Osak Thebvo

Indigenous weaves from Nagaland
Spoken for
Ao naga textile: Hand-spun, back-strap loom woven organic cotton that is dyed with local Indigo dye called Osak. Three narrow individual panels are hand-stitched together using ancient Naga stitching techniques. This is part of Mora’s ongoing research on Ao indigenous indigo dye.

Kuzhami-naga textile: Hand-spun using ancient fibre-making technique of extracting yarn from Stinging nettle (Thebvo in Kuzhale dialect) plant. Thebvo aspect of the shawl is made at Thebvo Project, established 2014 in Zuketsa region, Nagaland

Both textiles involve traditional back-strap loom weaving of Nagaland. The yarn is hand-spun using spindle only. No charkha

Osak is home grown Indigo plant of Ao nagas. This textile involves their traditional method of indigo extraction involving seven broad steps:
Harvesting at the time of appropriate maturity
Pounding & pulping
Fermentation over 30-40 days depending upon weather conditions
Upon metallic hints on dye vat, turn pulp to dye cakes
Dye cakes are then offered appropriate alkalinity to extract Indigo dye. Combined with wood ash and other ingredients.
Fabric is then dip dyed into this vat

This is the only textile with Osak Dye in Mora 2021.

The maker of Osak aspect of shawl is an Ao lady, who has carried forward the ancient indigo dyeing techniques of her ancestors. She has not only mastered the art of making dye out of indigo plants, but also grows 15000 plants in her own home garden, tending to each plant on her own. She also hand-stitched the three panels of the shawl.

For voice of Thebvo makers and community please see blog. The proceeds from this textile are intended towards Thebvo project "artisans at ease".

Buyer Empowerments

Wearable textile made with ancient spinning, weaving and dyeing techniques, that are slowly being abandoned in modern context. Hope of rejuvenation that a textile that has lasted the test of thousand of years, can still enthral the makers and wearer’s senses.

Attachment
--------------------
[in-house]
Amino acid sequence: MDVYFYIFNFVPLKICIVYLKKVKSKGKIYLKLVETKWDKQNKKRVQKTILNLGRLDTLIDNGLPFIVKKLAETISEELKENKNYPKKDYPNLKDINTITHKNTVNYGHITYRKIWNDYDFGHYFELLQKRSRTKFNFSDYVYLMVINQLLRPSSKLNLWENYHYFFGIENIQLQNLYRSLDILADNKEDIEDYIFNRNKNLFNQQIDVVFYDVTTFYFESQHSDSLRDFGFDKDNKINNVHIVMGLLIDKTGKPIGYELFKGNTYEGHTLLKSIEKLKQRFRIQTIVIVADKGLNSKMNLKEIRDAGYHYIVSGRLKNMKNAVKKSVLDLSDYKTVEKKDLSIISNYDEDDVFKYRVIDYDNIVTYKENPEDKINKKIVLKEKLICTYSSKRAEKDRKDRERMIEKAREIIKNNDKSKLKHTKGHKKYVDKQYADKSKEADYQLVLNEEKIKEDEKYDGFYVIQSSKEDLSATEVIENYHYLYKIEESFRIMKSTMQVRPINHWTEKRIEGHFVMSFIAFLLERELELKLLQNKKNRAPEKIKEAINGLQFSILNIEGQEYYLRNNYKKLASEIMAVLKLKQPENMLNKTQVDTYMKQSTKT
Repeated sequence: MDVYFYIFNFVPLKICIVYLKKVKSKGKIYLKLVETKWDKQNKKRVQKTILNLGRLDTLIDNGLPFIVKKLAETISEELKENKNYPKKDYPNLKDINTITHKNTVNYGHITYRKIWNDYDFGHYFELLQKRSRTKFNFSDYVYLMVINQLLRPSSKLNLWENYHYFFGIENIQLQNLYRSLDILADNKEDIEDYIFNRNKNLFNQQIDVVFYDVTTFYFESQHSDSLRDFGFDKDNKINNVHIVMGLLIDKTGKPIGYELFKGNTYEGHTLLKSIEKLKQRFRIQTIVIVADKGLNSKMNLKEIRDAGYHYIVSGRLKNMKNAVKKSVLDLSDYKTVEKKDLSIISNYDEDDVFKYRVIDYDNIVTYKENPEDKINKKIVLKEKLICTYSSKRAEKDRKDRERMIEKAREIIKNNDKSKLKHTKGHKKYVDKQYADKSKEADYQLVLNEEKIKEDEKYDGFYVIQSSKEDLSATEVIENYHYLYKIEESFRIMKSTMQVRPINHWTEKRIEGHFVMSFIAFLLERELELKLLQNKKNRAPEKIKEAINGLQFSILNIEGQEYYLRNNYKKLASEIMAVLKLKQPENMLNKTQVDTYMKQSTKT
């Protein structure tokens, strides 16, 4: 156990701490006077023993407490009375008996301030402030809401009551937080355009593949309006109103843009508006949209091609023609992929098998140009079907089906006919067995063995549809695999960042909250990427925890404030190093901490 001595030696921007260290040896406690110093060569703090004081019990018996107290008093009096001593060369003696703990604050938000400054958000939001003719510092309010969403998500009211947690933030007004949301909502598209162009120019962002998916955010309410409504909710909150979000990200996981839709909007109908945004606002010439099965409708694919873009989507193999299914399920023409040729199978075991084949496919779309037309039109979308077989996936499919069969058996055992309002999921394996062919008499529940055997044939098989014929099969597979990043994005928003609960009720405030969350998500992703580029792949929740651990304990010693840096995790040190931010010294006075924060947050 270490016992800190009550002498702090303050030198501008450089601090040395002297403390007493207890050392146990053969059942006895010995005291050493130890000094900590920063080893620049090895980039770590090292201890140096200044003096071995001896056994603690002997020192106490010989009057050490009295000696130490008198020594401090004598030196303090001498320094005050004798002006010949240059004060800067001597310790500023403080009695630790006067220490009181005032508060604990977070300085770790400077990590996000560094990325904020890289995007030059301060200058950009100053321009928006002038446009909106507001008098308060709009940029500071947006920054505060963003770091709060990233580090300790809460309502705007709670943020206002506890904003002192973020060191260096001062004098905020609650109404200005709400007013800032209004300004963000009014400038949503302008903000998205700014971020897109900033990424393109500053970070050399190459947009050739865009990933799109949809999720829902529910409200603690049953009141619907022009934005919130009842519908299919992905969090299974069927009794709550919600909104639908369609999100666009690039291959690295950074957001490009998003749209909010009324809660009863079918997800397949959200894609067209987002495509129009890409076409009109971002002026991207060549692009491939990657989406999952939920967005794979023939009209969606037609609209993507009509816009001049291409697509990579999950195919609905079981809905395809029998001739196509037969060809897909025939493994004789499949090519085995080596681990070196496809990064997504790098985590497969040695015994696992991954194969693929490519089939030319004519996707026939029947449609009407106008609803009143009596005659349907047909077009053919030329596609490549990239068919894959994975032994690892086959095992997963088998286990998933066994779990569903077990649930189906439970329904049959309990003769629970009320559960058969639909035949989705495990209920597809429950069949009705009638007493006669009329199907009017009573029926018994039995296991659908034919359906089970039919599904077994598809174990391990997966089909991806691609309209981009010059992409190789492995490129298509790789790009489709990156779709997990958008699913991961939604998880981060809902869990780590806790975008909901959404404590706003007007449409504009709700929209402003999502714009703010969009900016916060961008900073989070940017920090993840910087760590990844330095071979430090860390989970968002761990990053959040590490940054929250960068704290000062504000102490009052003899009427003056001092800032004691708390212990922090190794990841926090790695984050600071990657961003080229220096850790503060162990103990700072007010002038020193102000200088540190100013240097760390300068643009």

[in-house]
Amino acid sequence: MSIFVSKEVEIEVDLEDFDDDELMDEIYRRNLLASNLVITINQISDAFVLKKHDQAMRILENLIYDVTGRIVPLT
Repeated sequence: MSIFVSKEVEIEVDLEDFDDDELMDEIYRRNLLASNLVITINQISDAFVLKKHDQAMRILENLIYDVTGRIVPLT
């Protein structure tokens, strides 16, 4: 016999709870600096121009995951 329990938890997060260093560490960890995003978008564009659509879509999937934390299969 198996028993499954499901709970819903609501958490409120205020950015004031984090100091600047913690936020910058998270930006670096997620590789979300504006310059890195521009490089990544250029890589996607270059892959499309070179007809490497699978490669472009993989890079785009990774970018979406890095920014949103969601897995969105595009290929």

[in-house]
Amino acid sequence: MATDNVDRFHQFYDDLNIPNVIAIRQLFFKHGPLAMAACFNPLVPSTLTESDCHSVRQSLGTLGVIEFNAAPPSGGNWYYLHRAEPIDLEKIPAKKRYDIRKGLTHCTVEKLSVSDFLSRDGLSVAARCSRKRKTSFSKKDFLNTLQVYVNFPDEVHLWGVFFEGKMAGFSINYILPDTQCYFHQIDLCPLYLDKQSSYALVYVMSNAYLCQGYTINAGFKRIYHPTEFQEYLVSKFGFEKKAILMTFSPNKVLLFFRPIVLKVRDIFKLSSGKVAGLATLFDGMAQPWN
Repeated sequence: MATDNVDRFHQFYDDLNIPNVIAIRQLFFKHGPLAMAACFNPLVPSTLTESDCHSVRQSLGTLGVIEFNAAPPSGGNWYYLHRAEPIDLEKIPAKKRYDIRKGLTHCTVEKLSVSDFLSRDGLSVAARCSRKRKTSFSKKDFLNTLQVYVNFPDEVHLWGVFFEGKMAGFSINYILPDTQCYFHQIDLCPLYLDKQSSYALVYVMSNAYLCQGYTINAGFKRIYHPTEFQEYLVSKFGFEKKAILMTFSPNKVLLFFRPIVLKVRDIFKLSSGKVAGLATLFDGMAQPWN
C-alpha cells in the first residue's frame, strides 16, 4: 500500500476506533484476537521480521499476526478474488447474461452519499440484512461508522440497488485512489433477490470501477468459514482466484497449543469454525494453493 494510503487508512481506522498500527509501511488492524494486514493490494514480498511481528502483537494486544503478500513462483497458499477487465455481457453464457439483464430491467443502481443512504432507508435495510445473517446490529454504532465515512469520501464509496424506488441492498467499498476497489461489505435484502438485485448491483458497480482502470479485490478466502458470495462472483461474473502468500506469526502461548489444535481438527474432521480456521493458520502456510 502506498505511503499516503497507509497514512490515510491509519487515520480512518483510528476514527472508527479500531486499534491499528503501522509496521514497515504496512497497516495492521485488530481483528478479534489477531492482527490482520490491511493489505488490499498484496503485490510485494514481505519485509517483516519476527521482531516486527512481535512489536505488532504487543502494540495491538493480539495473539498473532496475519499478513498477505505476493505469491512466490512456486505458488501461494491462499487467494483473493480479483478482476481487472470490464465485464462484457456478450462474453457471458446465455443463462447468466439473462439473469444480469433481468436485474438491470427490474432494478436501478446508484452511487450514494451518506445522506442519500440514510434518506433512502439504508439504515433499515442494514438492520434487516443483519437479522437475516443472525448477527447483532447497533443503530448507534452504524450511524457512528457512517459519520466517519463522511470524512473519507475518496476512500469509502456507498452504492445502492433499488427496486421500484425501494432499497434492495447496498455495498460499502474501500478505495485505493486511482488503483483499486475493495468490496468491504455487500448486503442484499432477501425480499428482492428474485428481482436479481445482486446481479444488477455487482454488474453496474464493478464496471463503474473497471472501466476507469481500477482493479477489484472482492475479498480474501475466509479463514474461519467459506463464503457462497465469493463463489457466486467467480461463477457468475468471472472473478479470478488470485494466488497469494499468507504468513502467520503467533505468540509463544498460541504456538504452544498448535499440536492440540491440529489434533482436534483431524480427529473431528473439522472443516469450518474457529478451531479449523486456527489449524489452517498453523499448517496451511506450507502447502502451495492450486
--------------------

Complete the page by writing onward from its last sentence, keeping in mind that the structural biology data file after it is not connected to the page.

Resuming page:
One of a kind wearable heirloom that collages indigenous techniques of two different tribes of Nagaland. The subtle stripes in the warp texture of Osak cotton contrasted with the interlock patterns of Thebvo rugged weave. The natural Thebvo colour complimenting the subtle deeper tones of Ao Indigo.
Weather/ Mood
Pleasant-not warm not cold. More fit for cool to cold days.
Not Fragile, Sturdy, long-lasting- “lifelong” in their words, making it a generational heirloom. Texture will grow with time.
Okay to hand-wash. No dry clean needed. “Made to not be fragile”. Care-free. Seasonal “Airing” in shadow, not direct sun.
Ready to wear
100 % natural, Cellulose- based, organic, hand-made, from nature-back to nature. Something to grow old with and then pass it on to loved ones.
Made in rural household. Weaves made by artisan at home in available time- supporting farming lifestyle.
Direct connect with artisan.
Reverse pyramid model- Fair benefit to all makers and facilitators. No bargaining with artisans. Mutual decision-making.
No deadline/ pressure based work environment made with need-greed, human-nature balance.
Made with intentional non-injury. Slow production- slow movement product: Made less, made ethically.
Has gone through no chemical processing. Has gone through no machinery or mechanised processing units
Timeless, Ancient, Indigenous
Well-being Properties
Thermal insulation, Moisture absorption, UV protective, completely bio-degradable.
This Thebvo is made by Indigenous Kuzhami community with assistance of Thebvo project est 2014, Nagaland.

Thebvo-Osak binding stitch by Gurmel Singh, Jalalabad, Punjab
Imperfections in the weaves reflect handmade
Irregularity in the dyes reflect natural process
Innocent spots in the textiles reflect being homemade
A work of nature cannot be sterile and error-free
A choice to still buy what we make is a step
Towards supporting original culture
Of people
Of nature
Of craft

A celebration of humanness.
Mora Collective 2024
designed by: MIDTOAN